We often forget that body image issues are not strictly restricted to girls. People often argue that the sexualized and demeaning image of women, increased risk of eating disorders, and mental health issues are all in result to poor body image in teens. Male body image is also greatly affected by the media and society’s unrealistic standards of beauty and physical appearance. The Huffington Post discusses the similar struggles that boy’s face from boy’s body image today.
Eating Disorders in Boys
According to recent research, eating disorders in males has increased over the past years. Originally it was believed that 1 in 10 males suffered from an eating disorder, but the correct updated ration is close to 1 in 4 males suffering from an eating disorder today. Despite common perception, body image issues and eating disorders are not exclusively female problems. While eating disorders often manifest different in girls and boys, they still seek the approval and desire to fit in to the societal ideal. The difference though is that boys don’t seek to be thinner, they obsess over becoming highly muscular.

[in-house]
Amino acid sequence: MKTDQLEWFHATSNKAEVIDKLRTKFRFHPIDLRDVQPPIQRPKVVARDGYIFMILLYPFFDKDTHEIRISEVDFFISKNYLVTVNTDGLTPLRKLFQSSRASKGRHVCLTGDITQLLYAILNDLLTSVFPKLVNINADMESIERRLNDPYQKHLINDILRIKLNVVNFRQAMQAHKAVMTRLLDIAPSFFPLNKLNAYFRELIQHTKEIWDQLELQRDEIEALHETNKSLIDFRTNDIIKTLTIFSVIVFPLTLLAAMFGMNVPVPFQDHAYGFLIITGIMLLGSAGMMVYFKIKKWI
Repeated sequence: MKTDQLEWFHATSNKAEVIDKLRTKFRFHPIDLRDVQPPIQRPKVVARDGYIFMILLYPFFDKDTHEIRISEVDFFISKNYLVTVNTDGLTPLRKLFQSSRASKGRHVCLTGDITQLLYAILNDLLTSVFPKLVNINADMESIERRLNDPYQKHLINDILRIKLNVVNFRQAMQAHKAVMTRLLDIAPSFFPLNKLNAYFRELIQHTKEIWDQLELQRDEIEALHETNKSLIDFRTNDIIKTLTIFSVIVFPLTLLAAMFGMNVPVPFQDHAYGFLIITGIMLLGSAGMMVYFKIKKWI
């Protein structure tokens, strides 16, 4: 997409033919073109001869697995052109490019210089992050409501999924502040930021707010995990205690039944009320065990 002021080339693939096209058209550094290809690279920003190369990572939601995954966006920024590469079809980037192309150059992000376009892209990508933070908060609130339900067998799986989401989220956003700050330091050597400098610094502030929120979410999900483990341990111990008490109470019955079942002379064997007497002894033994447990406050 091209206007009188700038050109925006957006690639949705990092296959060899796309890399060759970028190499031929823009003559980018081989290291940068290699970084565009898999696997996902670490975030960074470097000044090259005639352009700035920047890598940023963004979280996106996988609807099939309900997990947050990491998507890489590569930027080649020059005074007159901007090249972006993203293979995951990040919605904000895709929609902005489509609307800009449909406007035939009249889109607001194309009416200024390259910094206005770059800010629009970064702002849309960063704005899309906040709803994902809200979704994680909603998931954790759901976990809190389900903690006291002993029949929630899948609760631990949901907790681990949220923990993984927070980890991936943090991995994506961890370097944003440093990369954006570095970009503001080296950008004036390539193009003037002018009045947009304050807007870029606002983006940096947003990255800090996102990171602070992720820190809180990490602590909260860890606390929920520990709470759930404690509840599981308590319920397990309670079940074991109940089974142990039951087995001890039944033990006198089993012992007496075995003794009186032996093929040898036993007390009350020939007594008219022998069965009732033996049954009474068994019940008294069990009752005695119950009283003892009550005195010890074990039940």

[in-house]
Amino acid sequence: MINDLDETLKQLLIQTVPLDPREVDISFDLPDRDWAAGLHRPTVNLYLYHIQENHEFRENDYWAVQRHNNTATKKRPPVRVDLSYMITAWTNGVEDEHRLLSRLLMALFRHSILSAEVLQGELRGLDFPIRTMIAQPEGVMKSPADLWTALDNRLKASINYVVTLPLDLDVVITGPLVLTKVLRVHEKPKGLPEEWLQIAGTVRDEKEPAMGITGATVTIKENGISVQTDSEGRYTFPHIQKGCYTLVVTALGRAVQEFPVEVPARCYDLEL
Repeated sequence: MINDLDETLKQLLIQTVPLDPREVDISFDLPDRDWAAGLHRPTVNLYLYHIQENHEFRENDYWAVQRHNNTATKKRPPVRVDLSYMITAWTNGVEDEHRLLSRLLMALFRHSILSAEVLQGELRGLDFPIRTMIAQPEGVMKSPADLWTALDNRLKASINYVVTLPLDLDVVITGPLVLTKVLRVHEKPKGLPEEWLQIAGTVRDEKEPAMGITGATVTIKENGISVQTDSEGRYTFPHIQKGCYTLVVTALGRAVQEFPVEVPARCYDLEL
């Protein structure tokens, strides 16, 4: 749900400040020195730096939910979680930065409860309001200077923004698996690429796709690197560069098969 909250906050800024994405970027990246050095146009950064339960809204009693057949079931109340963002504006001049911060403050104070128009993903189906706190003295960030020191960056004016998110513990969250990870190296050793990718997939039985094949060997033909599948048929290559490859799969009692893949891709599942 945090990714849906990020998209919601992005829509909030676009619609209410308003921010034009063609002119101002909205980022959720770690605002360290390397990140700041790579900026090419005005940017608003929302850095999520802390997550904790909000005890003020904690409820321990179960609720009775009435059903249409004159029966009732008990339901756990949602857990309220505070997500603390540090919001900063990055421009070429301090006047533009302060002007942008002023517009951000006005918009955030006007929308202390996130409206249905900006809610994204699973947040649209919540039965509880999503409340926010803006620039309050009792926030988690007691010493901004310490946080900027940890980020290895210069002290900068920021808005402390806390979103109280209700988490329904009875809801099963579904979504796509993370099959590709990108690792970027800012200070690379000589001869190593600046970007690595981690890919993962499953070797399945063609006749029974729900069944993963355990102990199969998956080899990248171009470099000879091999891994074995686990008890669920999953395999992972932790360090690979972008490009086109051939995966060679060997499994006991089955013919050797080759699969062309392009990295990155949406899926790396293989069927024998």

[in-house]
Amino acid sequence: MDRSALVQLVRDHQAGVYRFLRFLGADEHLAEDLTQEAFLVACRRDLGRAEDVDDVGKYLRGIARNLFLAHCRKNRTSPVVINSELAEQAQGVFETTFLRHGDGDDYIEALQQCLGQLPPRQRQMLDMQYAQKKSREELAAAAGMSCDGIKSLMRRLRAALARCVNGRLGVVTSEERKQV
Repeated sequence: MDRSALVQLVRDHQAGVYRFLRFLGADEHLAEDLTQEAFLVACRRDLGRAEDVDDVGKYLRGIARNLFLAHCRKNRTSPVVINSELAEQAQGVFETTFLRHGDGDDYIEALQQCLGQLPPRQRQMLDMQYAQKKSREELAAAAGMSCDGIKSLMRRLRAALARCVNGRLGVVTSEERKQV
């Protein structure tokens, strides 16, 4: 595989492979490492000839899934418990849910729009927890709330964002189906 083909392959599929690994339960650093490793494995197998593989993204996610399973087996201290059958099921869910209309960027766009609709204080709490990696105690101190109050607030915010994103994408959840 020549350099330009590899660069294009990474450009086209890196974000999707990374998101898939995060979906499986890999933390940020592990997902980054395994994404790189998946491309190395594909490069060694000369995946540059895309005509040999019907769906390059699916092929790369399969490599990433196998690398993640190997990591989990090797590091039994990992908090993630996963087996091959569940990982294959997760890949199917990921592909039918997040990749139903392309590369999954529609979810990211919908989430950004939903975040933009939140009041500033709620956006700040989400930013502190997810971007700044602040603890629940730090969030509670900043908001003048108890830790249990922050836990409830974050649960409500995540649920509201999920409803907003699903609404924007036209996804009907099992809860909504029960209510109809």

Media’s Influence on Body Image
All teens, including boys, are internalizing body image messages every day from what seems to be harmless sources. The media poorly portrays boy’s body image the same way it portrays girls. Boy’s are portrayed as being muscular, fit, and strong, and are often teased or ridiculed for being too small or overweight. The gold standard of masculinity in young boys today is having six-pack abs. Many believe that being fat is linked to weakness and being fit is associated with power and confidence.
Teens are still developing who they are, and have a much harder time withholding from cultural pressures. Teens can be extremely vulnerable to media messages and what their peers believe to be good body image. Teens who have friends who set unrealistic expectations for themselves in terms of body image can influence others to feel the same. Monitoring girl’s and boy’s body image early on is a good way to catch risks of developing eating disorders or poor self-image. Communicating the truths behind what is healthy and what isn’t is an important lesson for all teens figuring out body image and self-worth.